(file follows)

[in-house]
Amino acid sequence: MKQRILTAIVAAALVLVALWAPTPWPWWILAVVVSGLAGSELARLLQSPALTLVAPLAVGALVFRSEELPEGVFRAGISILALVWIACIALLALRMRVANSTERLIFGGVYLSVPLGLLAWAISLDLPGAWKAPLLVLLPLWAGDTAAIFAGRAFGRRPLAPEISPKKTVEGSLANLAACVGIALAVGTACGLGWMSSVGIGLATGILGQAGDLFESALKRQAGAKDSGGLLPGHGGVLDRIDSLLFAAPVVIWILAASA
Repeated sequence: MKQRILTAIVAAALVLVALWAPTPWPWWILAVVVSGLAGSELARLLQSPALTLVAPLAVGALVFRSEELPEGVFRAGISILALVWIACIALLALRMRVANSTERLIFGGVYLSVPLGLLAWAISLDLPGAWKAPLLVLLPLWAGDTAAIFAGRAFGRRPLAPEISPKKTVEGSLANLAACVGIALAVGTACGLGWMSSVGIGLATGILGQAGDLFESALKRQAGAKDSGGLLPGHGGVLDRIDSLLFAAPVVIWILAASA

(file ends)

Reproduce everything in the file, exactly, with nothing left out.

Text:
[in-house]
Amino acid sequence: MKQRILTAIVAAALVLVALWAPTPWPWWILAVVVSGLAGSELARLLQSPALTLVAPLAVGALVFRSEELPEGVFRAGISILALVWIACIALLALRMRVANSTERLIFGGVYLSVPLGLLAWAISLDLPGAWKAPLLVLLPLWAGDTAAIFAGRAFGRRPLAPEISPKKTVEGSLANLAACVGIALAVGTACGLGWMSSVGIGLATGILGQAGDLFESALKRQAGAKDSGGLLPGHGGVLDRIDSLLFAAPVVIWILAASA
Repeated sequence: MKQRILTAIVAAALVLVALWAPTPWPWWILAVVVSGLAGSELARLLQSPALTLVAPLAVGALVFRSEELPEGVFRAGISILALVWIACIALLALRMRVANSTERLIFGGVYLSVPLGLLAWAISLDLPGAWKAPLLVLLPLWAGDTAAIFAGRAFGRRPLAPEISPKKTVEGSLANLAACVGIALAVGTACGLGWMSSVGIGLATGILGQAGDLFESALKRQAGAKDSGGLLPGHGGVLDRIDSLLFAAPVVIWILAASA